Anacetrapib in Heterozygous Familial Hypercholesterolemia | Journal Scan

Study Questions:

What is the safety and efficacy of anacetrapib, a cholesteryl ester transfer protein inhibitor (CETPi), in patients with heterozygous familial hypercholesterolemia (HeFH)?


REALIZE was a multicenter, randomized, double-blind, placebo-controlled, phase 3 study. Patients were aged 18–80 years with a genotype-confirmed or clinical diagnosis of HeFH, on optimum lipid-lowering treatment for at least 6 weeks, and with a low-density lipoprotein cholesterol (LDL-C) of 98 mg/dl or higher without cardiovascular disease or 68 mg/dl or higher with cardiovascular disease from 26 lipid clinics across nine countries. Participants were allocated (2:1; block size of six; no stratification) to oral anacetrapib 100 mg or placebo for 52 weeks, with a 12-week post-treatment follow-up afterwards. The primary outcome was percentage change from baseline in LDL-C concentration.


A total of 204 patients were allocated to anacetrapib and 102 to placebo. At week 52, anacetrapib reduced mean LDL-C concentration from 125 mg/dl (standard deviation, 30.2) to 79.3 mg/dl (30.2 mg/dl; percentage change 36.0% [95% confidence interval, –39.5 to –32.5]) compared with an increase with placebo from 129 mg/dl (45.3 mg/dl) to 132.3 mg/dl (60.5 mg/dl); percentage change 3.7% (–1.2 to 8.6), with a difference in percentage change between anacetrapib and placebo of –39.7% (95% CI, –45.7 to –33.7; p < 0.0001). The high-density lipoprotein cholesterol (HDL-C) increased by 105.8% on anacetrapib compared to a 3.7% increase in HDL-C. The number of cardiovascular events was increased in patients given anacetrapib compared with those given placebo (4 [2%] of 203 vs. none [0%] of 102; p = 0.1544), but the proportion with adverse events leading to discontinuation was similar (12 [6%] of 203 vs. five [5%] of 102).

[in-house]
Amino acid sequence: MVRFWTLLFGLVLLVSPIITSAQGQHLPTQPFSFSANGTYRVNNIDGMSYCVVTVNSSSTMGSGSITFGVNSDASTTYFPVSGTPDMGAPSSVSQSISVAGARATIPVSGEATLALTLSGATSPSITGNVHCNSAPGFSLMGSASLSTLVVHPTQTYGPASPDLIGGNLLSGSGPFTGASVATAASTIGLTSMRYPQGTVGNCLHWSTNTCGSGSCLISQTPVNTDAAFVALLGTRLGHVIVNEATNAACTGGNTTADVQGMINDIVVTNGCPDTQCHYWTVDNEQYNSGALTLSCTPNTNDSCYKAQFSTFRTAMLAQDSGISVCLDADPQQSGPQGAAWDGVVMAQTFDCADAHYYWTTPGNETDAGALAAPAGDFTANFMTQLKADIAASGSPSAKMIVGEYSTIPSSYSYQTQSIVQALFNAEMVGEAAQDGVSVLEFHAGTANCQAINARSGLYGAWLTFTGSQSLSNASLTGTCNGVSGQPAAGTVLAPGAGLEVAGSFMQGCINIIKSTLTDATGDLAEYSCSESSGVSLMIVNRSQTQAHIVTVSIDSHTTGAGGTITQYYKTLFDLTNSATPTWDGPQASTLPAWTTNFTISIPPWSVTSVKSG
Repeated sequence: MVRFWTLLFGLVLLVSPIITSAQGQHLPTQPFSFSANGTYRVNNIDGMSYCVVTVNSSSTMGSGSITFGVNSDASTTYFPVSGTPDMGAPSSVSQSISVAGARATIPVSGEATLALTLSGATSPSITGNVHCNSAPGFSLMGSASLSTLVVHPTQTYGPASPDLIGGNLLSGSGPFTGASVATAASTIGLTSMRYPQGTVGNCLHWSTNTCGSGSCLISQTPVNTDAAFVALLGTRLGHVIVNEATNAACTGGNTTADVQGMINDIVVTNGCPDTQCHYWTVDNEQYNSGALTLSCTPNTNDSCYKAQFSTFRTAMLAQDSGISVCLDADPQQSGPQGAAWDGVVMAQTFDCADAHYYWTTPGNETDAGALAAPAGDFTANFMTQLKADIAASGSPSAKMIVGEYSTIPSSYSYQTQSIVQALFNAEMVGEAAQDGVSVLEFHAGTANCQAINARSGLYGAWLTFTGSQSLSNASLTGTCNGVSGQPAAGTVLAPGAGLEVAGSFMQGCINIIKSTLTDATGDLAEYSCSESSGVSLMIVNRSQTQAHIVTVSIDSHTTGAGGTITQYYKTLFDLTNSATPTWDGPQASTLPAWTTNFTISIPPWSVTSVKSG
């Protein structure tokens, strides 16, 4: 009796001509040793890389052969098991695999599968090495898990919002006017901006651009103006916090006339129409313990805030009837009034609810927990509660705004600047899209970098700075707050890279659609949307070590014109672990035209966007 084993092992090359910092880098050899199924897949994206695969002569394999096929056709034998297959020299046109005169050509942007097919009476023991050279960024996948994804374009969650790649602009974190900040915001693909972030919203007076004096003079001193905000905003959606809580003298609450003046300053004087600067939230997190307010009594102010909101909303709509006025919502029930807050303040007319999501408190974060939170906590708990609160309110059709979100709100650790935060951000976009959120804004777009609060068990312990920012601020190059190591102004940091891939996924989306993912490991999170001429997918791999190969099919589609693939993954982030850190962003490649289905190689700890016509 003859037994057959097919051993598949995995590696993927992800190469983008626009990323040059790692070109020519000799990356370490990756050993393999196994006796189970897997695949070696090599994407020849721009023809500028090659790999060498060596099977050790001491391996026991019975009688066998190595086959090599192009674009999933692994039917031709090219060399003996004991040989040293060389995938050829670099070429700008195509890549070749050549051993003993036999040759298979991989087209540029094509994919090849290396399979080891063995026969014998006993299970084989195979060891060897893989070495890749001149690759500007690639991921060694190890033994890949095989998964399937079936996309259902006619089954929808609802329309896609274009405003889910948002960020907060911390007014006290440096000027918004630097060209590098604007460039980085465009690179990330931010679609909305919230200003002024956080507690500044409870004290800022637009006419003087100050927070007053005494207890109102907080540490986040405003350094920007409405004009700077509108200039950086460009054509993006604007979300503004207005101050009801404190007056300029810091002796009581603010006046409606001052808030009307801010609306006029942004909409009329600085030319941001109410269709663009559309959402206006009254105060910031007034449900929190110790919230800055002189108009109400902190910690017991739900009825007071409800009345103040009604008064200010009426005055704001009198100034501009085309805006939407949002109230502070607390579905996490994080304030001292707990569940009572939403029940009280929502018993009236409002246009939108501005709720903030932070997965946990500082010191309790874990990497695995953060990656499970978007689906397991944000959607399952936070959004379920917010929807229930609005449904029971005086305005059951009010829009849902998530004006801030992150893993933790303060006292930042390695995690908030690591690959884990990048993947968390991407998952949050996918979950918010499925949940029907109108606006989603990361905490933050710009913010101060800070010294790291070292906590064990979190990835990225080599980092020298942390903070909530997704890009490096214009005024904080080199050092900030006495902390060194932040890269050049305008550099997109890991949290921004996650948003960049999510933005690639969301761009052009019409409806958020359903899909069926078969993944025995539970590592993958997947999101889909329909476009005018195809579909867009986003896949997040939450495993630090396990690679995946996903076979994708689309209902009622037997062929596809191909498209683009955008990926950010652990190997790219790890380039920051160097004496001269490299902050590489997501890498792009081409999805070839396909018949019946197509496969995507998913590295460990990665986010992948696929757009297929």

In patients with HeFH, treatment with anacetrapib for 1 year was well tolerated and resulted in substantial reductions in LDL-C concentration. Whether this change leads to a reduction of cardiovascular events will be answered in an outcome study.


Establishing the benefit of novel lipid-altering agents cannot be determined solely on the surrogate endpoints of change in lipids or lipoproteins. The impact of anacetrapib on events in patients on maximal doses of statins is being studied in a very large outcome trial of high-risk patients (REVEAL). The initial enthusiasm for CETPi was the dramatic rise in HDL-C, the impact of which is not known. Investigation is now focusing on the decrease in LDL-C, for which there has been evidence of efficacy for nearly all LDL-C lowering approaches.

Clinical Topics: Diabetes and Cardiometabolic Disease, Dyslipidemia, Prevention, Lipid Metabolism, Nonstatins, Novel Agents, Primary Hyperlipidemia, Statins

Keywords: Biological Markers, Cardiovascular Diseases, Cholesterol, Cholesterol Ester Transfer Proteins, Cholesterol, HDL, Cholesterol, LDL, Double-Blind Method, Dyslipidemias, Follow-Up Studies, Genotype, Hydroxymethylglutaryl-CoA Reductase Inhibitors, Hyperlipoproteinemia Type II, Lipids, Lipoproteins, Lipoproteins, HDL, Lipoproteins, LDL, Outcome Assessment (Health Care), Oxazolidinones, Primary Prevention

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